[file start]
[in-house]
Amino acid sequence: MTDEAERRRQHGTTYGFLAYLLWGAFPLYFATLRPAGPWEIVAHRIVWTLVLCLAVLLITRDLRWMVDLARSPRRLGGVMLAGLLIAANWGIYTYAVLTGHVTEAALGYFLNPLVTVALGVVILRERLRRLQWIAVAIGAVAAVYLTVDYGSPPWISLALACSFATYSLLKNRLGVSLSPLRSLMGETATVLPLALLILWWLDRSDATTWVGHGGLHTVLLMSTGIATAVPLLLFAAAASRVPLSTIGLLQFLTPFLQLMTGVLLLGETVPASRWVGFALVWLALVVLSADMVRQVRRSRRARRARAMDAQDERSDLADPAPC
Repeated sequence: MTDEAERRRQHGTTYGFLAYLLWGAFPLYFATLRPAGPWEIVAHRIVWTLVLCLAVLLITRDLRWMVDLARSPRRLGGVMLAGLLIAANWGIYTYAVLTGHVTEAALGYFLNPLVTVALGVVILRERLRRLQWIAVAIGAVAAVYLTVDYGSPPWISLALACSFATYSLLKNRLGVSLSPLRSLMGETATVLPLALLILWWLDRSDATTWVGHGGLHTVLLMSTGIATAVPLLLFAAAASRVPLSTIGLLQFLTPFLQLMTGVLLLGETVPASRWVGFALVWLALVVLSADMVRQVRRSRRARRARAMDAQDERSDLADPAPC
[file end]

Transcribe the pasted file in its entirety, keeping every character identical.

[in-house]
Amino acid sequence: MTDEAERRRQHGTTYGFLAYLLWGAFPLYFATLRPAGPWEIVAHRIVWTLVLCLAVLLITRDLRWMVDLARSPRRLGGVMLAGLLIAANWGIYTYAVLTGHVTEAALGYFLNPLVTVALGVVILRERLRRLQWIAVAIGAVAAVYLTVDYGSPPWISLALACSFATYSLLKNRLGVSLSPLRSLMGETATVLPLALLILWWLDRSDATTWVGHGGLHTVLLMSTGIATAVPLLLFAAAASRVPLSTIGLLQFLTPFLQLMTGVLLLGETVPASRWVGFALVWLALVVLSADMVRQVRRSRRARRARAMDAQDERSDLADPAPC
Repeated sequence: MTDEAERRRQHGTTYGFLAYLLWGAFPLYFATLRPAGPWEIVAHRIVWTLVLCLAVLLITRDLRWMVDLARSPRRLGGVMLAGLLIAANWGIYTYAVLTGHVTEAALGYFLNPLVTVALGVVILRERLRRLQWIAVAIGAVAAVYLTVDYGSPPWISLALACSFATYSLLKNRLGVSLSPLRSLMGETATVLPLALLILWWLDRSDATTWVGHGGLHTVLLMSTGIATAVPLLLFAAAASRVPLSTIGLLQFLTPFLQLMTGVLLLGETVPASRWVGFALVWLALVVLSADMVRQVRRSRRARRARAMDAQDERSDLADPAPC